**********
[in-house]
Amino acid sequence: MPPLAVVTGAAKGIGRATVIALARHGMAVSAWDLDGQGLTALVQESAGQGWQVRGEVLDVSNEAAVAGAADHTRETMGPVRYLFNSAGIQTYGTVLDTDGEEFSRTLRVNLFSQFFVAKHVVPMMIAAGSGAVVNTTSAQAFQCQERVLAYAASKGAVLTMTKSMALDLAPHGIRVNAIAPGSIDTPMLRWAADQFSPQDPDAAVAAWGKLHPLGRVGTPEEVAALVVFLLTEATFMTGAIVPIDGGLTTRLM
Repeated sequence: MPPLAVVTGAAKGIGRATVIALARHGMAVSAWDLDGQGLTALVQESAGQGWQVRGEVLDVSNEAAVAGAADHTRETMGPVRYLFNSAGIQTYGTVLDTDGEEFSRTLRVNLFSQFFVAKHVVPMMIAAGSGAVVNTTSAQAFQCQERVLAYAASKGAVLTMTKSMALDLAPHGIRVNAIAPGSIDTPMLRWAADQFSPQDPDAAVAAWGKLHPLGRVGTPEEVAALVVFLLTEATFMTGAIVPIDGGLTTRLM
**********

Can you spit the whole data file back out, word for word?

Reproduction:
[in-house]
Amino acid sequence: MPPLAVVTGAAKGIGRATVIALARHGMAVSAWDLDGQGLTALVQESAGQGWQVRGEVLDVSNEAAVAGAADHTRETMGPVRYLFNSAGIQTYGTVLDTDGEEFSRTLRVNLFSQFFVAKHVVPMMIAAGSGAVVNTTSAQAFQCQERVLAYAASKGAVLTMTKSMALDLAPHGIRVNAIAPGSIDTPMLRWAADQFSPQDPDAAVAAWGKLHPLGRVGTPEEVAALVVFLLTEATFMTGAIVPIDGGLTTRLM
Repeated sequence: MPPLAVVTGAAKGIGRATVIALARHGMAVSAWDLDGQGLTALVQESAGQGWQVRGEVLDVSNEAAVAGAADHTRETMGPVRYLFNSAGIQTYGTVLDTDGEEFSRTLRVNLFSQFFVAKHVVPMMIAAGSGAVVNTTSAQAFQCQERVLAYAASKGAVLTMTKSMALDLAPHGIRVNAIAPGSIDTPMLRWAADQFSPQDPDAAVAAWGKLHPLGRVGTPEEVAALVVFLLTEATFMTGAIVPIDGGLTTRLM